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    Scott Adams
    White vinegar or just plain vinegar are typically distilled, and, if so, are gluten-free. Distilled vinegar can be distilled from wheat, corn, potatoes, beets, wood, apples and many other things. Most in the USA are not made from wheat, but are instead made from corn, potatoes or wood, which are all safe (Heinz white vinegar is distilled from corn). Distilled vinegars that are made from wheat are probably gluten-free because of the distillation process described in Frederik Willem Janssens article on this site.
    Distilled vinegar made from wood are gluten-free. Wood-based vinegar is often the vinegar used in processed foods.
    Flavored vinegars...

    Jefferson Adams
    Celiac.com 05/17/2013 - After earning the title of Miss Hoboken International in January, and Miss New Jersey International 2013 on March 9, celiac disease sufferer Jenna Drew will compete with young women from across the globe in the Miss International Pageant in Chicago this July.
    Asked about her opportunity to shine, Drew, 25, who works for Litzky Public Relations in Hoboken, said, “I am so thrilled…You don't get to do something like this every day. It's so exciting.”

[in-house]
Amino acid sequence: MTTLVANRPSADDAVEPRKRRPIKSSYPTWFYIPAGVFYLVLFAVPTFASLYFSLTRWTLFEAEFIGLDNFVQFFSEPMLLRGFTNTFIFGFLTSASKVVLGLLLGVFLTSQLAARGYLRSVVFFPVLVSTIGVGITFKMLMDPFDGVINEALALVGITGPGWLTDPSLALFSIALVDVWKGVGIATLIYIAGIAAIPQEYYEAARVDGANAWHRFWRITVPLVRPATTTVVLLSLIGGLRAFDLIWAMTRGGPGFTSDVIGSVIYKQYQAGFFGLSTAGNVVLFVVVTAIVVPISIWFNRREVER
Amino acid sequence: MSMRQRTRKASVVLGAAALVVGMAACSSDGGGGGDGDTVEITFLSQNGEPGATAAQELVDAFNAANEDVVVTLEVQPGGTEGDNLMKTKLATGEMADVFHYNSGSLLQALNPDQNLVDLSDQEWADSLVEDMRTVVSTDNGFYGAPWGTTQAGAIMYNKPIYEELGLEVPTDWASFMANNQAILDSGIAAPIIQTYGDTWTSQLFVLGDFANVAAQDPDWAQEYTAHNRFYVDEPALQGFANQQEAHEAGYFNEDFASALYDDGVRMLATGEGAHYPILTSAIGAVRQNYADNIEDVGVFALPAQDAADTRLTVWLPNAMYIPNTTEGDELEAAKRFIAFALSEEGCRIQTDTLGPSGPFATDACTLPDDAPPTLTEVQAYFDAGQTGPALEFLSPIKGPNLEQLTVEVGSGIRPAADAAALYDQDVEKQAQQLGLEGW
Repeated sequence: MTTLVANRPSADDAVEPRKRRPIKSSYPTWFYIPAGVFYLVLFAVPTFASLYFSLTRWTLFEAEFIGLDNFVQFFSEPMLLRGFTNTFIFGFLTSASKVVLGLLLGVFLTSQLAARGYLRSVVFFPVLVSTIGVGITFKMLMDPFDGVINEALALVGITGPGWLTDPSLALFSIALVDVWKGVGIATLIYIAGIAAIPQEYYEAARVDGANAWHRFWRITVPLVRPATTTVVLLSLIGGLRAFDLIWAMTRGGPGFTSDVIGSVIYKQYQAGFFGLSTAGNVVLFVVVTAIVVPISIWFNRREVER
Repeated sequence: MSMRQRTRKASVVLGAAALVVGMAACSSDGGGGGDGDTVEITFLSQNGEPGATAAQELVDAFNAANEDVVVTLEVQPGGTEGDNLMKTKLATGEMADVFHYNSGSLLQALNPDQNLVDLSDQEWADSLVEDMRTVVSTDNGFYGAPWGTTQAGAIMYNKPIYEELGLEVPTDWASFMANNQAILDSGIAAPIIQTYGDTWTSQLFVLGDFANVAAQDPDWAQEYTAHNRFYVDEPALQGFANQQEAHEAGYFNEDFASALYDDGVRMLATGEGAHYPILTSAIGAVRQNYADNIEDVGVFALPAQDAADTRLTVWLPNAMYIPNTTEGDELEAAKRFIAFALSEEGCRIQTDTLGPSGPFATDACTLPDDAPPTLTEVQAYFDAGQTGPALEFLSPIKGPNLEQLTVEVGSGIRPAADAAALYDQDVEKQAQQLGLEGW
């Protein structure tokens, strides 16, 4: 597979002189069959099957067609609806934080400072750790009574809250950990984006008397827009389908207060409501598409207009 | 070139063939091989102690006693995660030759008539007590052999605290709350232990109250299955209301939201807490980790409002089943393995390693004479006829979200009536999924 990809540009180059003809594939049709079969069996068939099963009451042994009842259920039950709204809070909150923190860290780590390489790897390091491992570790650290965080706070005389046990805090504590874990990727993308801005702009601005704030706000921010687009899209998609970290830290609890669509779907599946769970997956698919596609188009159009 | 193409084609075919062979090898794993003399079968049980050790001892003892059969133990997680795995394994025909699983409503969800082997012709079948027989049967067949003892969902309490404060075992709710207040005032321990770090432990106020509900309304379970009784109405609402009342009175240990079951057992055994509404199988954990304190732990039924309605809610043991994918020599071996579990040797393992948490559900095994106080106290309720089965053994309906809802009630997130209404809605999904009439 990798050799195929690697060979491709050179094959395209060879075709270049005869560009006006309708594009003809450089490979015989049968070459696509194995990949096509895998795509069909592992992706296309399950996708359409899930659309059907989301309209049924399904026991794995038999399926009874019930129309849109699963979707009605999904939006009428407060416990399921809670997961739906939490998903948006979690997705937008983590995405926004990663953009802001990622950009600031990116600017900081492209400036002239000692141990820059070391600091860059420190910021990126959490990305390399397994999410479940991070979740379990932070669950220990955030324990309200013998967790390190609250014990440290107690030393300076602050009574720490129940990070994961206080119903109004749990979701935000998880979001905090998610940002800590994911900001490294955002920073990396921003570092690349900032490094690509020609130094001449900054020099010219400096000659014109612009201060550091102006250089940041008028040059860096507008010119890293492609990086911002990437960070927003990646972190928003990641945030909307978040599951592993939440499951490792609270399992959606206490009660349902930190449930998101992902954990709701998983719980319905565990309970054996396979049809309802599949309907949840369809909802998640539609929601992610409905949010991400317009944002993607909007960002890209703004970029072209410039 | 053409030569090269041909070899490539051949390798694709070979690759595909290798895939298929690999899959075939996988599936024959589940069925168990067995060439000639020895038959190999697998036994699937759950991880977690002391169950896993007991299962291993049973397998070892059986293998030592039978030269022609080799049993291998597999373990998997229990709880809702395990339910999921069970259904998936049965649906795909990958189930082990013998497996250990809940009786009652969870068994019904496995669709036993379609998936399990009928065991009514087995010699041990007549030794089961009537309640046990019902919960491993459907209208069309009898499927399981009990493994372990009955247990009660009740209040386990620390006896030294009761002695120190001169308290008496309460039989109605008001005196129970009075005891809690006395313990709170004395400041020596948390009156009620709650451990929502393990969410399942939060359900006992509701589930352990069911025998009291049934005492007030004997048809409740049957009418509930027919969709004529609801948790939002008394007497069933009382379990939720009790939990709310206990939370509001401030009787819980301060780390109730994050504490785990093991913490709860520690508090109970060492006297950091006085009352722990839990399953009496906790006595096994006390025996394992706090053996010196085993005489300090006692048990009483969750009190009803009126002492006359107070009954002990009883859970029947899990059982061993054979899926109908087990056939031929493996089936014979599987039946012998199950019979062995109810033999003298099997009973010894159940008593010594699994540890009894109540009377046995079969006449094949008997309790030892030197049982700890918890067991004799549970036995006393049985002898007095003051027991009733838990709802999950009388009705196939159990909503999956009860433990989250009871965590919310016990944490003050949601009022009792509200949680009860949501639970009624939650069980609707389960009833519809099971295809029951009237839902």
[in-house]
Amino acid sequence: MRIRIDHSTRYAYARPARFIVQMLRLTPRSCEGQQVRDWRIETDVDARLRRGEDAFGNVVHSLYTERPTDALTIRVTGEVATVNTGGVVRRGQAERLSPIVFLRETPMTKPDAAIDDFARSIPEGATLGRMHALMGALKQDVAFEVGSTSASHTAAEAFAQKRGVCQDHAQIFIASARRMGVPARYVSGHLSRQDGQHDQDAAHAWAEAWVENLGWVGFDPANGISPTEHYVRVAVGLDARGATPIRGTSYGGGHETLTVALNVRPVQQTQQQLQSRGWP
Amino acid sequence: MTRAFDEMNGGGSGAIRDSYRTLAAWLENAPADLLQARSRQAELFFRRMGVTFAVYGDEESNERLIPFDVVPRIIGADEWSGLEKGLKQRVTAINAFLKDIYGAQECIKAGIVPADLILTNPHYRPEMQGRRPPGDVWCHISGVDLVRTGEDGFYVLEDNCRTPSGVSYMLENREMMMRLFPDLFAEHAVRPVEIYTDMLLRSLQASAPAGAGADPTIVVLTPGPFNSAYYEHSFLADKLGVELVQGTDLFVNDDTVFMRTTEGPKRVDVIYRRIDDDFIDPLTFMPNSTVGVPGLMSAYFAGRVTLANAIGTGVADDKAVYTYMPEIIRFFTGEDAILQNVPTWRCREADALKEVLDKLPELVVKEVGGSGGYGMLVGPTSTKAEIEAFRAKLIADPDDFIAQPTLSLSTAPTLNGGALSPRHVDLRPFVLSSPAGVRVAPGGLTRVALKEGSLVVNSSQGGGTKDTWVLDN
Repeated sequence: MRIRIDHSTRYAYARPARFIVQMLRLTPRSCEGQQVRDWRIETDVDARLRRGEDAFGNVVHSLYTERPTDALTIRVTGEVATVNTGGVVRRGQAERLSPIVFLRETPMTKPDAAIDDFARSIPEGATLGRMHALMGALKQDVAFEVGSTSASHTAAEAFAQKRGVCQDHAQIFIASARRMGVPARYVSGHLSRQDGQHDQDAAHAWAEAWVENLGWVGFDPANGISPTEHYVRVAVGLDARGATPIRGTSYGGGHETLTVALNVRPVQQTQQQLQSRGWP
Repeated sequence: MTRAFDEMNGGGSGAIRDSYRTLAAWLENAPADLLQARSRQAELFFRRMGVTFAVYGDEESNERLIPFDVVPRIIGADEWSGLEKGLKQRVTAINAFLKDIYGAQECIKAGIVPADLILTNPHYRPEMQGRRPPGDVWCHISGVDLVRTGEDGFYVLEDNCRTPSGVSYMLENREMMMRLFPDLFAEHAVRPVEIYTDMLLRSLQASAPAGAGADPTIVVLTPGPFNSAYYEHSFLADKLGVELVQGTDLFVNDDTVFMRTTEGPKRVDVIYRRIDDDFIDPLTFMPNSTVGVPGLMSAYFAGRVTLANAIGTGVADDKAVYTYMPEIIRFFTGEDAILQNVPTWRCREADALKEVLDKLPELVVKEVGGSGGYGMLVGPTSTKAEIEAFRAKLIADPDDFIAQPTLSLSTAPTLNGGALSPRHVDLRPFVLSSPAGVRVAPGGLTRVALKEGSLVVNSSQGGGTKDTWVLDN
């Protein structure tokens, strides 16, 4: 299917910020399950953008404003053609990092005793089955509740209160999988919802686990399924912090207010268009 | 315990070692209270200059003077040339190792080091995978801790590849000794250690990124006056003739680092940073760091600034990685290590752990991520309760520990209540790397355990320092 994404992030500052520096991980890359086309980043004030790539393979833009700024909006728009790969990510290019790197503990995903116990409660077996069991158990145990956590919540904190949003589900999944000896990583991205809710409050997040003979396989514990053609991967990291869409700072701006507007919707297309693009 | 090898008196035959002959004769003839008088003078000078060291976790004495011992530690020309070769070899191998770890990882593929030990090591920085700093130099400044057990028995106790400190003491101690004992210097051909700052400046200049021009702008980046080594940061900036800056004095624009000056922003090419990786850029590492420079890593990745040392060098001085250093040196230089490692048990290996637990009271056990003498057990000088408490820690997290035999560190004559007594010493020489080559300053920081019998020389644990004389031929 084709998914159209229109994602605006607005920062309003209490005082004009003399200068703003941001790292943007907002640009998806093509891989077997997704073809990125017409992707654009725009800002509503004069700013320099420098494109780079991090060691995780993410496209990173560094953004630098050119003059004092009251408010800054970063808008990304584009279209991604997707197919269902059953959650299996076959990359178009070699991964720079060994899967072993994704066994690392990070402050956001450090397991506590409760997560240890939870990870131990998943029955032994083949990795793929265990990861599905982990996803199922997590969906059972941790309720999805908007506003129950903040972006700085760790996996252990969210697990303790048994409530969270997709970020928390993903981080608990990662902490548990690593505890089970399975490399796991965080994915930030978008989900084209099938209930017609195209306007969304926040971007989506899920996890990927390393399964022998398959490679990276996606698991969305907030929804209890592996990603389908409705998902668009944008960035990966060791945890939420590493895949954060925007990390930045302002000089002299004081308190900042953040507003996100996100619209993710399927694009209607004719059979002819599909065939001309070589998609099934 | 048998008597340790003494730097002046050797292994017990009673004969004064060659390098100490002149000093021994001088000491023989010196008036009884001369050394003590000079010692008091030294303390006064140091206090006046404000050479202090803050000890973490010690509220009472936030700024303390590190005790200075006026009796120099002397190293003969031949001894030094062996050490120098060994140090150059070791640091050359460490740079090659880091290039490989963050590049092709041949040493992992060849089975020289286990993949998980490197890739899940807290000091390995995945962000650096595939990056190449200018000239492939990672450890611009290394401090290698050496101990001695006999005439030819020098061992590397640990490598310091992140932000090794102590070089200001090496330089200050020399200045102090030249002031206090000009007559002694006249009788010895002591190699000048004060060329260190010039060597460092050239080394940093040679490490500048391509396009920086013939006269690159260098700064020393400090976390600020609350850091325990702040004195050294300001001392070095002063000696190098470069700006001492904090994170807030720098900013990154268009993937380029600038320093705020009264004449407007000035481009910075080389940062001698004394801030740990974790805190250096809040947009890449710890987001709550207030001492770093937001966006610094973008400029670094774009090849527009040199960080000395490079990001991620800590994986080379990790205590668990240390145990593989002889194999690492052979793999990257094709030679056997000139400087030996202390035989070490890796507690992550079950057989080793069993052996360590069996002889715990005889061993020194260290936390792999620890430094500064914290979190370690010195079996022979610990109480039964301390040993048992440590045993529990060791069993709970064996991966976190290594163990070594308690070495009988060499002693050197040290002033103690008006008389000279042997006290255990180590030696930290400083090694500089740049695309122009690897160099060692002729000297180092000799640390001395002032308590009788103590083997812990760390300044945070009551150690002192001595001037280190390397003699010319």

Drew was diagnosed with celiac disease in 2007, after a blood revealed her mother, who was battling cancer, to be suffering from the disease.
    Since 2009, she has been worki...

    Jefferson Adams
    Celiac.com 10/22/2013 - Yeah, you heard right. People who've been dreaming of the day the Girl Scouts would offer a gluten-free cookie can stop dreaming!
    That's because a select group of Girl Scout councils nationwide will be slinging the organization's very first gluten-free offering as part of the 2013-14 Cookie Sale.
    The new cookie, called the Gluten Free Chocolate Chip Shortbread cookie, is made with real chocolate chips and real butter, and contains no artificial flavors, no artificial colors, no high fructose corn syrup, no palm oil, and no hydrogenated oils.
    The gluten-free cookies will be sold in a 5 ounce resealable foil pouch, with...

    Jefferson Adams
    Celiac.com 06/09/2015 - The Germans are picky about their beer. They're picky about what goes into their beer. They're picky about what's even allowed to be called beer.
    They have been since 1487, when Albert IV, Duke of Bavaria enacted the Reinheitsgebot, which means literally "purity order," but if often called the "German Beer Purity Law" in English.
    The Reinheitsgebot specified that the only ingredients that could be used in the production of beer were water, barley and hops. According to that standard, many gluten-free beers on the market today could not be sold as beer in Germany. They would be some kind of malt beverage.
    The law has changed...